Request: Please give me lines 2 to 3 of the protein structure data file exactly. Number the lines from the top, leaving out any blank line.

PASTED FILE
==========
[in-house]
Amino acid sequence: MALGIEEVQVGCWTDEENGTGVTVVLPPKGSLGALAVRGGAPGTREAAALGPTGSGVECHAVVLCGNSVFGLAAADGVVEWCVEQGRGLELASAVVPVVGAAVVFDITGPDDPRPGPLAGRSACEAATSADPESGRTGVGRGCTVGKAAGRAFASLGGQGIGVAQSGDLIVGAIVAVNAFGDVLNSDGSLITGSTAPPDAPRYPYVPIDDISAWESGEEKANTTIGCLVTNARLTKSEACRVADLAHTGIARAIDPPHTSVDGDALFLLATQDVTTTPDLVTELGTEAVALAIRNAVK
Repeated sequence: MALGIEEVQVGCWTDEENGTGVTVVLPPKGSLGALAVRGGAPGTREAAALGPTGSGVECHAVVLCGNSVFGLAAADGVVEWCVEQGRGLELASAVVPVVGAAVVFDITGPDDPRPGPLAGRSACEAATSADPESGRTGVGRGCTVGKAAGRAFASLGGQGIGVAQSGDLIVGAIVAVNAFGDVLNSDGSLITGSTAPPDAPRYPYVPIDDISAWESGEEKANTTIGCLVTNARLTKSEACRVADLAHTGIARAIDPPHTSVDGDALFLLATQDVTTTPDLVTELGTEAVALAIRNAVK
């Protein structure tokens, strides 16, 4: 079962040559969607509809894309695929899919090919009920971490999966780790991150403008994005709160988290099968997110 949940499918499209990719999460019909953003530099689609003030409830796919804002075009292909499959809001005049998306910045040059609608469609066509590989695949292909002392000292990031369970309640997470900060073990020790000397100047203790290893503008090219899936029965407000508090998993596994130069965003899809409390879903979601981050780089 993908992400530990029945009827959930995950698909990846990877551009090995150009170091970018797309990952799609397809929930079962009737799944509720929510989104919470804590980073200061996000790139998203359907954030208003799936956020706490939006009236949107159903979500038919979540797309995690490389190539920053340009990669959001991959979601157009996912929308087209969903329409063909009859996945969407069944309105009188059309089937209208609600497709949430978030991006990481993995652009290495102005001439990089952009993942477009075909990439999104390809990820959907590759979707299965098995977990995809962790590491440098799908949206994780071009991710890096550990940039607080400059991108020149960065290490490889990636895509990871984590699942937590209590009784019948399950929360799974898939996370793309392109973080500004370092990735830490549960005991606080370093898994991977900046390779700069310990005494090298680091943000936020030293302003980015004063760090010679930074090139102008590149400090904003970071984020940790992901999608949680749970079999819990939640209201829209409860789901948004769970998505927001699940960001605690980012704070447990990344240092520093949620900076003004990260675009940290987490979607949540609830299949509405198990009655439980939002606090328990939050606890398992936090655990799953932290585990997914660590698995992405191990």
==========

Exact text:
Amino acid sequence: MALGIEEVQVGCWTDEENGTGVTVVLPPKGSLGALAVRGGAPGTREAAALGPTGSGVECHAVVLCGNSVFGLAAADGVVEWCVEQGRGLELASAVVPVVGAAVVFDITGPDDPRPGPLAGRSACEAATSADPESGRTGVGRGCTVGKAAGRAFASLGGQGIGVAQSGDLIVGAIVAVNAFGDVLNSDGSLITGSTAPPDAPRYPYVPIDDISAWESGEEKANTTIGCLVTNARLTKSEACRVADLAHTGIARAIDPPHTSVDGDALFLLATQDVTTTPDLVTELGTEAVALAIRNAVK
Repeated sequence: MALGIEEVQVGCWTDEENGTGVTVVLPPKGSLGALAVRGGAPGTREAAALGPTGSGVECHAVVLCGNSVFGLAAADGVVEWCVEQGRGLELASAVVPVVGAAVVFDITGPDDPRPGPLAGRSACEAATSADPESGRTGVGRGCTVGKAAGRAFASLGGQGIGVAQSGDLIVGAIVAVNAFGDVLNSDGSLITGSTAPPDAPRYPYVPIDDISAWESGEEKANTTIGCLVTNARLTKSEACRVADLAHTGIARAIDPPHTSVDGDALFLLATQDVTTTPDLVTELGTEAVALAIRNAVK